Living With a Writer

I was browsing freshly pressed WordPress blogs about writing and saw Amy Nichols’ recent post.  It’s an interview with her husband and it gives his perspective on what it’s like to live with a writer.  I thought about a few similar experiences that me and the wife have had as I read it.

Because I wouldn’t ask Dawn these questions at this point–who has the time?–I’m forwarding a few of Amy’s questions and her husband’s responses.  You can see the entire Q&A by clicking here.

Me: Am I a writer?

Him: Yes, but I think you spend more time being a writer than writing.

Me: Interesting. What is the difference between being a writer and writing?

Him: Doing all of the things that are trappings of the profession than the actual profession.

Me: Like what? What are those trappings?

Him: I would say mostly being online, doing things like blogs and facebooking and networking with people. That seems to happen far more of the time than actual writing.

Me: (gulp) Right. So how do you think that impacts a writer?

Him: What impacts a writer?

Me: Not writing.

Me: And what is your advice to a writer who isn’t writing?

Him: Write.

Me: Have you ever tried writing?

Him: Sure.

Me: And what did you think of it?

Him: It’s not a whole lot of fun. It’s fun to be done with it.

Me: What is it like living with a writer who is writing?

Him: Well, when you see them (laughs), it’s good because they’re excited, they’re energized by it. Mostly it’s they’re somewhere else, writing. Mostly it’s not seeing them. But when you do see them, they’re fired up and energetic and energized by it, so it’s good.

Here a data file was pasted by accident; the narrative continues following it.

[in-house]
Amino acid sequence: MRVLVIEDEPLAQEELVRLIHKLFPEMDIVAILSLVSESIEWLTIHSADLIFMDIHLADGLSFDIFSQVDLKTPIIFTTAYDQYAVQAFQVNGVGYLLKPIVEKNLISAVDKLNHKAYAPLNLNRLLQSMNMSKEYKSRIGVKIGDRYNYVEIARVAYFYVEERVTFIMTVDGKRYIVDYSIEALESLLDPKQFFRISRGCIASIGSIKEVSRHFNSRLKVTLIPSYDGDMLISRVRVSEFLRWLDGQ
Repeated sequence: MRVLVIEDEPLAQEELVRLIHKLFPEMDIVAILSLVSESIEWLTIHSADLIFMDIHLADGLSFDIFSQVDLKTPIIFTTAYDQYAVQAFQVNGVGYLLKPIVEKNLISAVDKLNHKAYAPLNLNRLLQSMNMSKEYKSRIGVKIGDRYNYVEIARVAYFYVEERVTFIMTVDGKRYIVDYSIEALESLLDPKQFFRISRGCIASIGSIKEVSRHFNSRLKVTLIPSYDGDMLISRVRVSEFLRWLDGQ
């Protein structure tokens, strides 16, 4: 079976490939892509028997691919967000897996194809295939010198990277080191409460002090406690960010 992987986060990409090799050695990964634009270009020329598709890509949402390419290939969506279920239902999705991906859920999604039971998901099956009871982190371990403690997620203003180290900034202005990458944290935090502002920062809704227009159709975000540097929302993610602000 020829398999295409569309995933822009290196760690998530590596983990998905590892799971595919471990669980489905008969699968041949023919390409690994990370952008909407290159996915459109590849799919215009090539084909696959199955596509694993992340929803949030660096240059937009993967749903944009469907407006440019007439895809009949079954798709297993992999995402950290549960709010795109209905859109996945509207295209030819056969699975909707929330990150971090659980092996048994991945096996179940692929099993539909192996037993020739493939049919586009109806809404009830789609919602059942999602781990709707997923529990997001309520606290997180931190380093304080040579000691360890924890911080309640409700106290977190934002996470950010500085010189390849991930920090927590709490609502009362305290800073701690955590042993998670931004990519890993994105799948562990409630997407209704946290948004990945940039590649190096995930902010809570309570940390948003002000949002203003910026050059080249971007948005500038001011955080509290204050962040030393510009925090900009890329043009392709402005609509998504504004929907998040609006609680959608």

Me: Do you think it takes a special kind of person to be married to a writer?

Him: You know, I think it takes a special kind of person to be married to any other person. Everyone’s got their quirks, and a writer is just one way to be quirky.

Me: Would you prefer that I not be a writer?

Him: No, that would be worse. (laughs) I love the artistic part of you, and I would love to have the artistic part of you doing art all of the time and being happy about doing the art all of the time. The part I don’t like is the everything else that goes with it.

Me: The business side of it?

Him: Yeah.

Me: Do you think most writers would agree with that statement as well?

Him: I don’t know.

Me: What advice do you have for people who live with writers?

Him: I think the trick is to find balance. Say, this is your writing space, and when you’re not in that space, then you have to come out of that space. You can’t keep one foot in both worlds and try to be happy at all times. You need a sequestered time to work on it, and then you need a time when you’re going to interact with the planet.


  1. I need to ask my wife these questions. We don’t have an extra room for me to spend time writing and being a writer. I’ll have to check out that Q&A.

    The husband seems to have a lot of experience in this topic, heh.



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